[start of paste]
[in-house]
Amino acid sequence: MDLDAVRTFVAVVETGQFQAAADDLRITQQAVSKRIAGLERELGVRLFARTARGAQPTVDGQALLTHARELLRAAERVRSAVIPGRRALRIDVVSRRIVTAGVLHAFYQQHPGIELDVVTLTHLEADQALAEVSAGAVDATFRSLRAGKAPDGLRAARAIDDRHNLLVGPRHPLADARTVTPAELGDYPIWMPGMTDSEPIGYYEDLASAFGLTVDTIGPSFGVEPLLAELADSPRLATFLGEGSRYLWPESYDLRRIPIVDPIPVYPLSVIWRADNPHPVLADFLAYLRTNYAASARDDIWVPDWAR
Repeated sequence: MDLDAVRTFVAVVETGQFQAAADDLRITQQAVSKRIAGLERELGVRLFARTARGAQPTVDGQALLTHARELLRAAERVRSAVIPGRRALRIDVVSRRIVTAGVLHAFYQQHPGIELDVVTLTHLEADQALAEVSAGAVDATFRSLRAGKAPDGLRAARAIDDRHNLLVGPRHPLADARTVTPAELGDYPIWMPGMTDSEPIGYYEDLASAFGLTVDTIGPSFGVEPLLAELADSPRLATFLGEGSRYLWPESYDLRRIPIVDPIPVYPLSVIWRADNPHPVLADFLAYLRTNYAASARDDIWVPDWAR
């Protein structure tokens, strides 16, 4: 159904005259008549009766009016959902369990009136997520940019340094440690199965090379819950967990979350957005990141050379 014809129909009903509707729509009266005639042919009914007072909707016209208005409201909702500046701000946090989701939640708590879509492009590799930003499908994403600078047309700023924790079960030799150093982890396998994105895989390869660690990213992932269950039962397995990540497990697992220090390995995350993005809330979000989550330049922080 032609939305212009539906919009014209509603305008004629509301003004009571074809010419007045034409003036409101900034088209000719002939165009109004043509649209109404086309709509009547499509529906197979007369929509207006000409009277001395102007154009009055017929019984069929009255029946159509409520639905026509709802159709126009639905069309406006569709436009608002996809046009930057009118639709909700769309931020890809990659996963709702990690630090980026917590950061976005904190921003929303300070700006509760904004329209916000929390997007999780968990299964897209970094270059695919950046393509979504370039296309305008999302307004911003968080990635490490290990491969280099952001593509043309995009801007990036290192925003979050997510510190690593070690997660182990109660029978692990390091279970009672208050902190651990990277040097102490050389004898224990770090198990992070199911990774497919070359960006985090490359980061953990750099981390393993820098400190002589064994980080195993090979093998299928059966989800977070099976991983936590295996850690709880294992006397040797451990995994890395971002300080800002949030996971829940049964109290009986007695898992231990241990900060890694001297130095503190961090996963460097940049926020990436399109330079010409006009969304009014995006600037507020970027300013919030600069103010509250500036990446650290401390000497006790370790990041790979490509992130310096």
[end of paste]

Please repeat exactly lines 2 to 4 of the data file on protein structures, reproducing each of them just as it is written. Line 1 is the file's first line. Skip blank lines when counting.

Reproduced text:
Amino acid sequence: MDLDAVRTFVAVVETGQFQAAADDLRITQQAVSKRIAGLERELGVRLFARTARGAQPTVDGQALLTHARELLRAAERVRSAVIPGRRALRIDVVSRRIVTAGVLHAFYQQHPGIELDVVTLTHLEADQALAEVSAGAVDATFRSLRAGKAPDGLRAARAIDDRHNLLVGPRHPLADARTVTPAELGDYPIWMPGMTDSEPIGYYEDLASAFGLTVDTIGPSFGVEPLLAELADSPRLATFLGEGSRYLWPESYDLRRIPIVDPIPVYPLSVIWRADNPHPVLADFLAYLRTNYAASARDDIWVPDWAR
Repeated sequence: MDLDAVRTFVAVVETGQFQAAADDLRITQQAVSKRIAGLERELGVRLFARTARGAQPTVDGQALLTHARELLRAAERVRSAVIPGRRALRIDVVSRRIVTAGVLHAFYQQHPGIELDVVTLTHLEADQALAEVSAGAVDATFRSLRAGKAPDGLRAARAIDDRHNLLVGPRHPLADARTVTPAELGDYPIWMPGMTDSEPIGYYEDLASAFGLTVDTIGPSFGVEPLLAELADSPRLATFLGEGSRYLWPESYDLRRIPIVDPIPVYPLSVIWRADNPHPVLADFLAYLRTNYAASARDDIWVPDWAR
């Protein structure tokens, strides 16, 4: 159904005259008549009766009016959902369990009136997520940019340094440690199965090379819950967990979350957005990141050379 014809129909009903509707729509009266005639042919009914007072909707016209208005409201909702500046701000946090989701939640708590879509492009590799930003499908994403600078047309700023924790079960030799150093982890396998994105895989390869660690990213992932269950039962397995990540497990697992220090390995995350993005809330979000989550330049922080 032609939305212009539906919009014209509603305008004629509301003004009571074809010419007045034409003036409101900034088209000719002939165009109004043509649209109404086309709509009547499509529906197979007369929509207006000409009277001395102007154009009055017929019984069929009255029946159509409520639905026509709802159709126009639905069309406006569709436009608002996809046009930057009118639709909700769309931020890809990659996963709702990690630090980026917590950061976005904190921003929303300070700006509760904004329209916000929390997007999780968990299964897209970094270059695919950046393509979504370039296309305008999302307004911003968080990635490490290990491969280099952001593509043309995009801007990036290192925003979050997510510190690593070690997660182990109660029978692990390091279970009672208050902190651990990277040097102490050389004898224990770090198990992070199911990774497919070359960006985090490359980061953990750099981390393993820098400190002589064994980080195993090979093998299928059966989800977070099976991983936590295996850690709880294992006397040797451990995994890395971002300080800002949030996971829940049964109290009986007695898992231990241990900060890694001297130095503190961090996963460097940049926020990436399109330079010409006009969304009014995006600037507020970027300013919030600069103010509250500036990446650290401390000497006790370790990041790979490509992130310096």